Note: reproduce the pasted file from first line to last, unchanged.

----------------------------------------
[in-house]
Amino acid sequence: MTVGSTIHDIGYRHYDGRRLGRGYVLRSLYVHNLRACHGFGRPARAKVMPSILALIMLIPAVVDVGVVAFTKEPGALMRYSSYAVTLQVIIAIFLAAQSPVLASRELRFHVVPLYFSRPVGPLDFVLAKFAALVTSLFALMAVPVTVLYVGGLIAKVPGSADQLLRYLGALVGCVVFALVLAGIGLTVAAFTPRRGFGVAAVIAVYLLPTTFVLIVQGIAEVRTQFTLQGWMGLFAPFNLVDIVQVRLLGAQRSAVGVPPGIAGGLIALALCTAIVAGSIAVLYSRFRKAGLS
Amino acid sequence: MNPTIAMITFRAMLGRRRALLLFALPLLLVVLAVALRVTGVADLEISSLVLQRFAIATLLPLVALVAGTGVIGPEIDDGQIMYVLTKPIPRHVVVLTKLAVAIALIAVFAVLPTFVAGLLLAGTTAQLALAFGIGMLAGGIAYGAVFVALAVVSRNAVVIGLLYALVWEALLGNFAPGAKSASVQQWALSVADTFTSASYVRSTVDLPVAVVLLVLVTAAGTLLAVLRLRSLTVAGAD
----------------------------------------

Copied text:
[in-house]
Amino acid sequence: MTVGSTIHDIGYRHYDGRRLGRGYVLRSLYVHNLRACHGFGRPARAKVMPSILALIMLIPAVVDVGVVAFTKEPGALMRYSSYAVTLQVIIAIFLAAQSPVLASRELRFHVVPLYFSRPVGPLDFVLAKFAALVTSLFALMAVPVTVLYVGGLIAKVPGSADQLLRYLGALVGCVVFALVLAGIGLTVAAFTPRRGFGVAAVIAVYLLPTTFVLIVQGIAEVRTQFTLQGWMGLFAPFNLVDIVQVRLLGAQRSAVGVPPGIAGGLIALALCTAIVAGSIAVLYSRFRKAGLS
Amino acid sequence: MNPTIAMITFRAMLGRRRALLLFALPLLLVVLAVALRVTGVADLEISSLVLQRFAIATLLPLVALVAGTGVIGPEIDDGQIMYVLTKPIPRHVVVLTKLAVAIALIAVFAVLPTFVAGLLLAGTTAQLALAFGIGMLAGGIAYGAVFVALAVVSRNAVVIGLLYALVWEALLGNFAPGAKSASVQQWALSVADTFTSASYVRSTVDLPVAVVLLVLVTAAGTLLAVLRLRSLTVAGAD